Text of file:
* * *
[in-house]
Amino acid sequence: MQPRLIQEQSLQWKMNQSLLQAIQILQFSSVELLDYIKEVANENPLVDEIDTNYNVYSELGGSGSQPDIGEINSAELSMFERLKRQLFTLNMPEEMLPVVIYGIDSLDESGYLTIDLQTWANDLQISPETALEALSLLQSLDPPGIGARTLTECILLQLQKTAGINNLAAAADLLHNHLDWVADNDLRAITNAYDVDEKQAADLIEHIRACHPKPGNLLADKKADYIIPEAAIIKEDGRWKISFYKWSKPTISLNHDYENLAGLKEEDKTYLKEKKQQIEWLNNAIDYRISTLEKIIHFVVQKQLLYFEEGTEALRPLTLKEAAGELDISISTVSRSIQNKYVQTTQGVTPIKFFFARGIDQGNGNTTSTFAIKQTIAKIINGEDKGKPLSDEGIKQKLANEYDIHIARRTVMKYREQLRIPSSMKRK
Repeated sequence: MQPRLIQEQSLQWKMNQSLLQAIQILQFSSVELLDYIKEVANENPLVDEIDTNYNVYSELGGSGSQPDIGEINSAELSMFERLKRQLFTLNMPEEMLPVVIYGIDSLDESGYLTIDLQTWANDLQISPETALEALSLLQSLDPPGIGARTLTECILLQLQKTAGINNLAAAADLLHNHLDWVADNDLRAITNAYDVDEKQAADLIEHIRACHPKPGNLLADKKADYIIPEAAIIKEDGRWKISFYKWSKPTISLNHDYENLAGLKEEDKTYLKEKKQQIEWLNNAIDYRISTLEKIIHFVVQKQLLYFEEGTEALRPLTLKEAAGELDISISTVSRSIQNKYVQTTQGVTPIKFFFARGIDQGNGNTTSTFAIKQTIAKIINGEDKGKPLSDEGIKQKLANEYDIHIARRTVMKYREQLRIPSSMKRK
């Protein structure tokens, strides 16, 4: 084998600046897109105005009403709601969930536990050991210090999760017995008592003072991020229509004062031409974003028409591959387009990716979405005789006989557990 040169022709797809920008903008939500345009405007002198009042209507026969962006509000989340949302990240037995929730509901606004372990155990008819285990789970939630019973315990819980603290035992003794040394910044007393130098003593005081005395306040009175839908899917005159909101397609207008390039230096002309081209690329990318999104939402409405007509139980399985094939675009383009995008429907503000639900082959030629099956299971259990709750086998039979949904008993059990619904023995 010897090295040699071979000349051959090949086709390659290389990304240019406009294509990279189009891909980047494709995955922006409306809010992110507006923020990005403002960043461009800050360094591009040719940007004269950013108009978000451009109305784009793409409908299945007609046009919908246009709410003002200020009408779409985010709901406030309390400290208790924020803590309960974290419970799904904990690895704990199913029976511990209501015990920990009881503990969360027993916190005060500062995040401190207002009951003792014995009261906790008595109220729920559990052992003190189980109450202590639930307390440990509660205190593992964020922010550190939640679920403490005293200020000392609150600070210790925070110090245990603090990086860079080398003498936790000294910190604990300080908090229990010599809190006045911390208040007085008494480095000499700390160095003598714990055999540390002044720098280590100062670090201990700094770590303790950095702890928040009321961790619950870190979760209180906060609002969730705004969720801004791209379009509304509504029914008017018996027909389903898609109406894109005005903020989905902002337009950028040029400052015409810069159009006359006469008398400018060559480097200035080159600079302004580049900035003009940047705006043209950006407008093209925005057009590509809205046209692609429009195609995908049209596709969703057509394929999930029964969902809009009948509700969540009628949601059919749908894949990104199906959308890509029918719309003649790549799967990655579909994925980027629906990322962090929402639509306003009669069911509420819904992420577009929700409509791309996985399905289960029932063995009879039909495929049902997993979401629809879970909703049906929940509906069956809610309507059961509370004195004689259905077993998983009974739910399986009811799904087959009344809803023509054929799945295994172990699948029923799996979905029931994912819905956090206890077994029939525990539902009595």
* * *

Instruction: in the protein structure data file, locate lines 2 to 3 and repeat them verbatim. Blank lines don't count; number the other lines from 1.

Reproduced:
Amino acid sequence: MQPRLIQEQSLQWKMNQSLLQAIQILQFSSVELLDYIKEVANENPLVDEIDTNYNVYSELGGSGSQPDIGEINSAELSMFERLKRQLFTLNMPEEMLPVVIYGIDSLDESGYLTIDLQTWANDLQISPETALEALSLLQSLDPPGIGARTLTECILLQLQKTAGINNLAAAADLLHNHLDWVADNDLRAITNAYDVDEKQAADLIEHIRACHPKPGNLLADKKADYIIPEAAIIKEDGRWKISFYKWSKPTISLNHDYENLAGLKEEDKTYLKEKKQQIEWLNNAIDYRISTLEKIIHFVVQKQLLYFEEGTEALRPLTLKEAAGELDISISTVSRSIQNKYVQTTQGVTPIKFFFARGIDQGNGNTTSTFAIKQTIAKIINGEDKGKPLSDEGIKQKLANEYDIHIARRTVMKYREQLRIPSSMKRK
Repeated sequence: MQPRLIQEQSLQWKMNQSLLQAIQILQFSSVELLDYIKEVANENPLVDEIDTNYNVYSELGGSGSQPDIGEINSAELSMFERLKRQLFTLNMPEEMLPVVIYGIDSLDESGYLTIDLQTWANDLQISPETALEALSLLQSLDPPGIGARTLTECILLQLQKTAGINNLAAAADLLHNHLDWVADNDLRAITNAYDVDEKQAADLIEHIRACHPKPGNLLADKKADYIIPEAAIIKEDGRWKISFYKWSKPTISLNHDYENLAGLKEEDKTYLKEKKQQIEWLNNAIDYRISTLEKIIHFVVQKQLLYFEEGTEALRPLTLKEAAGELDISISTVSRSIQNKYVQTTQGVTPIKFFFARGIDQGNGNTTSTFAIKQTIAKIINGEDKGKPLSDEGIKQKLANEYDIHIARRTVMKYREQLRIPSSMKRK